#3

thanks for advice Moe,
I wrote that post in a hurry, sorry for the style and confusion I caused.
the point I was trying to get across was that I still have discoloration (blemishes?) on the skin where the needle was inserted, and this causes the area treated to look reddish or pinky, which is rather noticeable. I was worried, because it is still reddish even after 5 weeks past last treatment, and I’ve read here and at other sites that it should vanish in less than a couple of days or even hours(that’s how I got it) - e.g. from www.electrology.com:
"Immediately following treatment, there may be a slight redness and/or swelling which usually disappears within a few hours. Occasionally, small whiteheads or tiny scabs may occur. "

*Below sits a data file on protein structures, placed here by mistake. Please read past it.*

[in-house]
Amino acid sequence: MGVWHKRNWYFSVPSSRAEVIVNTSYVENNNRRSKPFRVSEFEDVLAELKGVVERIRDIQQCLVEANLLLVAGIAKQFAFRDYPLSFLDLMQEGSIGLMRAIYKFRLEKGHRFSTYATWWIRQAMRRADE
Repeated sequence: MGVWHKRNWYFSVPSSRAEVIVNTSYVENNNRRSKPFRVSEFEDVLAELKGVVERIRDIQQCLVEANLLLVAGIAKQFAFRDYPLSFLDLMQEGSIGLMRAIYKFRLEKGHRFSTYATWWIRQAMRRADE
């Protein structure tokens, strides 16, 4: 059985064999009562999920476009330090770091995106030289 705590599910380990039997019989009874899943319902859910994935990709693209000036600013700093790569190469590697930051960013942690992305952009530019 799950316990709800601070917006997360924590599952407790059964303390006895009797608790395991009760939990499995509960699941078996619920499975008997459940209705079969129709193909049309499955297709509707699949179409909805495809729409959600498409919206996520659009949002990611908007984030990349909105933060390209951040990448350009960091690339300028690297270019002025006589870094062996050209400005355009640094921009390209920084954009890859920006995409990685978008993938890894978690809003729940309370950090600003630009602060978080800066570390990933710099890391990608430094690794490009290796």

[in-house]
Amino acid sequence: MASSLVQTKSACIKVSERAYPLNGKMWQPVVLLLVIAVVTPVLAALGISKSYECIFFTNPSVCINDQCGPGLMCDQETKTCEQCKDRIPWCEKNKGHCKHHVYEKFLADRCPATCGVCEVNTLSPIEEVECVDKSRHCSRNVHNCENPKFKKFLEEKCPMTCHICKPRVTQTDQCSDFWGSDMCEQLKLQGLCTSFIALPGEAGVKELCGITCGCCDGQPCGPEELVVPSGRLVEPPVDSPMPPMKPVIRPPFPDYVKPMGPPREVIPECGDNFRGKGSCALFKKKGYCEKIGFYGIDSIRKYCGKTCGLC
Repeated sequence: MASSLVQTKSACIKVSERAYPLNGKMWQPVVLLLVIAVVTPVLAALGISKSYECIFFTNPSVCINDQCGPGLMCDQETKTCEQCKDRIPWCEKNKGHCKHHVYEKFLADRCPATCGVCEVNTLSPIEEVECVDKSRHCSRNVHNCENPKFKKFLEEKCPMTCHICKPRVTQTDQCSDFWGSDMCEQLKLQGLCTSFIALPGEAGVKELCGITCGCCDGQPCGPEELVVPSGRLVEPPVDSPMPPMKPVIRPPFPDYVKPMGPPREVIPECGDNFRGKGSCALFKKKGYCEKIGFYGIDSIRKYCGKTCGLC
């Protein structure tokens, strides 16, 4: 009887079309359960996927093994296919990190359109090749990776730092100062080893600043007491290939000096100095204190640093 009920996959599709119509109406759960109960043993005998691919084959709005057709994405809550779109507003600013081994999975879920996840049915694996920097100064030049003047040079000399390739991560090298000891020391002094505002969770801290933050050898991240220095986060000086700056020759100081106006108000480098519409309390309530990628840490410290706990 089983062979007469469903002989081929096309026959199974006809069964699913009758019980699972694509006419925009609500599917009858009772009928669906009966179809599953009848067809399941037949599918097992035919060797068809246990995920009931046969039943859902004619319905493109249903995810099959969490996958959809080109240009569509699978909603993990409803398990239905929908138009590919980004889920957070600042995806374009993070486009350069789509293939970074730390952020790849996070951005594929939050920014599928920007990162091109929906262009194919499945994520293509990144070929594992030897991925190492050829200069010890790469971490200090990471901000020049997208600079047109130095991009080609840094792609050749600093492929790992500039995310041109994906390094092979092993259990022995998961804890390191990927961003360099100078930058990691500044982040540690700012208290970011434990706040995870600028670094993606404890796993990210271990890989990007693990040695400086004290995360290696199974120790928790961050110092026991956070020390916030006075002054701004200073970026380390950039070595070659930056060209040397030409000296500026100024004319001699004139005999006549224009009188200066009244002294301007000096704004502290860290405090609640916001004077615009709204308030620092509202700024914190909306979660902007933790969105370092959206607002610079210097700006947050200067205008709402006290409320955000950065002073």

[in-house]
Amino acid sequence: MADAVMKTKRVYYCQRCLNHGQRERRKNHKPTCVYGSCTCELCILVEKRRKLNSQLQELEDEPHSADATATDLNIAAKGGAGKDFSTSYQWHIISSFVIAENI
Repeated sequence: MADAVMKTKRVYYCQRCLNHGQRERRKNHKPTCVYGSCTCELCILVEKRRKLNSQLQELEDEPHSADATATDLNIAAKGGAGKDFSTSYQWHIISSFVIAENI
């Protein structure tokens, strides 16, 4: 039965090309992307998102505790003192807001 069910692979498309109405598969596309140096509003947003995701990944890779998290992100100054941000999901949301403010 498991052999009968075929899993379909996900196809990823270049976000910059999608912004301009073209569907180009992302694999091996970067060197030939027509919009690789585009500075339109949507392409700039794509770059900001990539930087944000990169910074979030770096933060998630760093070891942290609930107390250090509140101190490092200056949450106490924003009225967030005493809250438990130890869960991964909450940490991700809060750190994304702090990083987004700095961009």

maybe I got it somewhat wrong - the redness is vanishing as You say, but very slowly.
Anyway thanks for your advice on skin care. I lacked it, since the electrologist told me only to use some baby powder on my back (the area I’m having the treatment done on) and not to wash it, cause there may be impurities in water which can infect my skin, since it is very sensitive after treatment. and that was it. of course I had a hard time, but managed to keep most of my back from water for over 2 weeks with only powder used on it.
the method she uses is called “electrocoagulation” which I found on the “hairfacts” is flash thermolysis. that doesn’t tell me much, but maybe the skin should have special treatment after this.
right now I’m thankful for Your advice Moe, it calmed me down :slight_smile:
(i see i didn’t manage to keep it short this time either - hope it’s clear enough to understand though)


#4